INTRODUCTION: Exercise is protective against ventricular arrhythmias induced by ischemia (I), the condition of inadequate blood flow, and reperfusion (R), the reestablishment of blood flow. This protection is observed clinically and scientifically by decreased incidence in ECG abnormalities. Numerous scoring systems exist for the quantification of ventricular arrhythmia severity. On the basis of preventricular contractions, ventricular tachycardia, and ventricular fibrillation frequency, these scoring systems are intended to provide more robust ECG outcome indicators than individual arrhythmia variables. Scoring systems vary primarily on continuous versus discontinuous treatment of the data, which should be considered when matching these arrhythmia metrics to scientific applications. PURPOSE: The aim of this investigation was to evaluate seven ECG scoring systems in the assessment of ventricular arrhythmia severity after IR in male Sprague-Dawley rats. METHODS: Animals remained sedentary or exercised (3 d of treadmill exercise for 60 min) before surgically induced IR. A subset of sedentary animals served as sham, undergoing surgical procedure without IR. ECGs were evaluated under blinded conditions by three trained individuals. Single arrhythmia data and the parametric score were analyzed by one-way ANOVA, whereas the Kruskal-Wallis was used to compare group means for all nonparametric scoring systems between groups. RESULTS: IR produced a significant arrhythmic response in exercised and sedentary rats as determined by all arrhythmia scoring systems. Four arrhythmia metrics resulted in significant differences between exercised and sedentary treatments (P < 0.001), whereas three metrics did not. CONCLUSIONS: Continuous versus discontinuous treatment of the data may account for variation in scoring system outcomes. These data confirm that exercise protects against IR-induced arrhythmias, and care must be taken when selecting an arrhythmia scoring system for ECG evaluation.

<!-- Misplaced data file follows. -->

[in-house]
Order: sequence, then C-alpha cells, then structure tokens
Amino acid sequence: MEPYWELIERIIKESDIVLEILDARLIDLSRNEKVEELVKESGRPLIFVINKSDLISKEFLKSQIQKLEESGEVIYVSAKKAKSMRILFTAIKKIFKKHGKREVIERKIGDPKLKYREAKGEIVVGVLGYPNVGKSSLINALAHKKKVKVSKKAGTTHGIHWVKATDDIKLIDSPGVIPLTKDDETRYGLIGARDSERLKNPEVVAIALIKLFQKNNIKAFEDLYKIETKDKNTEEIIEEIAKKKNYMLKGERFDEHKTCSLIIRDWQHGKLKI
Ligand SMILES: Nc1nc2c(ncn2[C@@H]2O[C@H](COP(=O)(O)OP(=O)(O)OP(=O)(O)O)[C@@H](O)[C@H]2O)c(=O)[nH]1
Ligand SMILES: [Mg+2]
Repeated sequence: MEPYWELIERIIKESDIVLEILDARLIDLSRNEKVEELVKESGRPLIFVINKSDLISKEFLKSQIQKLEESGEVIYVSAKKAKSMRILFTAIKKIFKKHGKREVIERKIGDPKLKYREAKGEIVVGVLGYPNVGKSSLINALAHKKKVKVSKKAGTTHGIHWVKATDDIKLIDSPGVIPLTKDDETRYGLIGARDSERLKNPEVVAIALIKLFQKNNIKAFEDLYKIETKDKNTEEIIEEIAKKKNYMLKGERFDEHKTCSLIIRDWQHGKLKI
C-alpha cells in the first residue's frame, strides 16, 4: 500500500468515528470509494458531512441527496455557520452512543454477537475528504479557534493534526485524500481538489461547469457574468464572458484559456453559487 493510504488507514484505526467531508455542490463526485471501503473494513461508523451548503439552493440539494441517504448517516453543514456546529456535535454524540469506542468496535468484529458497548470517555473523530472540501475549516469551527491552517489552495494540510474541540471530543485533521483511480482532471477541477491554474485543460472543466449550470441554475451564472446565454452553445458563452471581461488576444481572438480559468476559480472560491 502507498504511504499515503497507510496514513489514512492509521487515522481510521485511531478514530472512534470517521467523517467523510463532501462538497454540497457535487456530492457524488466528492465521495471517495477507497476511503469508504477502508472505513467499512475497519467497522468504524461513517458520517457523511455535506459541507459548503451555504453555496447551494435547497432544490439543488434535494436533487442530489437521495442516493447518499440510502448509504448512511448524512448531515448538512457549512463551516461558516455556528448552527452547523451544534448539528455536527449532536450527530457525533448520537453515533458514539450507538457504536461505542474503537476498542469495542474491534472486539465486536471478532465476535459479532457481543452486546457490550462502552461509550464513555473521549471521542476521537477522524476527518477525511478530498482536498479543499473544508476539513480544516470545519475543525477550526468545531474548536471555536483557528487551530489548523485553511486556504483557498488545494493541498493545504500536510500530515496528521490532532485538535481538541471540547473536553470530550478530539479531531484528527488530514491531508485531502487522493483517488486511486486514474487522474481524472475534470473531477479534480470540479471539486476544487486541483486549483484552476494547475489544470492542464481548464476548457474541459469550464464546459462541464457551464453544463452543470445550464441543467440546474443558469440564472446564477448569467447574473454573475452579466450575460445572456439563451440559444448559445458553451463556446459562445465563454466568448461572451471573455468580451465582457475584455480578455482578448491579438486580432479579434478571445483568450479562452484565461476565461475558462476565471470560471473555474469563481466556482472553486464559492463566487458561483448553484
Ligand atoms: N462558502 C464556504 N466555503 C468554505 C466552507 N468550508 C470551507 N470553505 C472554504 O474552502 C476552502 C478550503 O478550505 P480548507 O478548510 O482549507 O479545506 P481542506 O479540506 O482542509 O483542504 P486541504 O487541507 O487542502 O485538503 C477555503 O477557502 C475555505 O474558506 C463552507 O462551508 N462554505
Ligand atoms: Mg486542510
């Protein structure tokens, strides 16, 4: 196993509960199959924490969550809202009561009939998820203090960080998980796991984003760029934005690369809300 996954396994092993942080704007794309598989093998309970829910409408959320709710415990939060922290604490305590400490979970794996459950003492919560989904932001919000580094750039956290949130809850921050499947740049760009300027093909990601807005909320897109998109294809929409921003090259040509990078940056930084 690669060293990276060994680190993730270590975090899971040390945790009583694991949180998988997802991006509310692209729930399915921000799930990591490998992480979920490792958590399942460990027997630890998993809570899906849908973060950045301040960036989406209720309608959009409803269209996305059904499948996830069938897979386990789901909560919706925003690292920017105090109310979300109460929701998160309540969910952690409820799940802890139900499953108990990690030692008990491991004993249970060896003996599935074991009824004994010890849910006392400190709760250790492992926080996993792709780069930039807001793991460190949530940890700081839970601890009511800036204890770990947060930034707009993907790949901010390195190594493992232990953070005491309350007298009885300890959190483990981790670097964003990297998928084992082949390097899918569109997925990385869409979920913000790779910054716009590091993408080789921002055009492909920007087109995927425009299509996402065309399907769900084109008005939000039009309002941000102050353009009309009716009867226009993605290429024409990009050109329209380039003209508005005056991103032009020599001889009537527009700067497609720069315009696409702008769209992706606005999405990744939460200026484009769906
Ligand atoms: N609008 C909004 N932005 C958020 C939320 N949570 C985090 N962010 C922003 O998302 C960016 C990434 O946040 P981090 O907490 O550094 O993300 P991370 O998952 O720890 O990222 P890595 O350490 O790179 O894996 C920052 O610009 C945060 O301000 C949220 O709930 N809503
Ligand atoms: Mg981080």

- HEART ATTACK
- PREVENTRICULAR CONTRACTION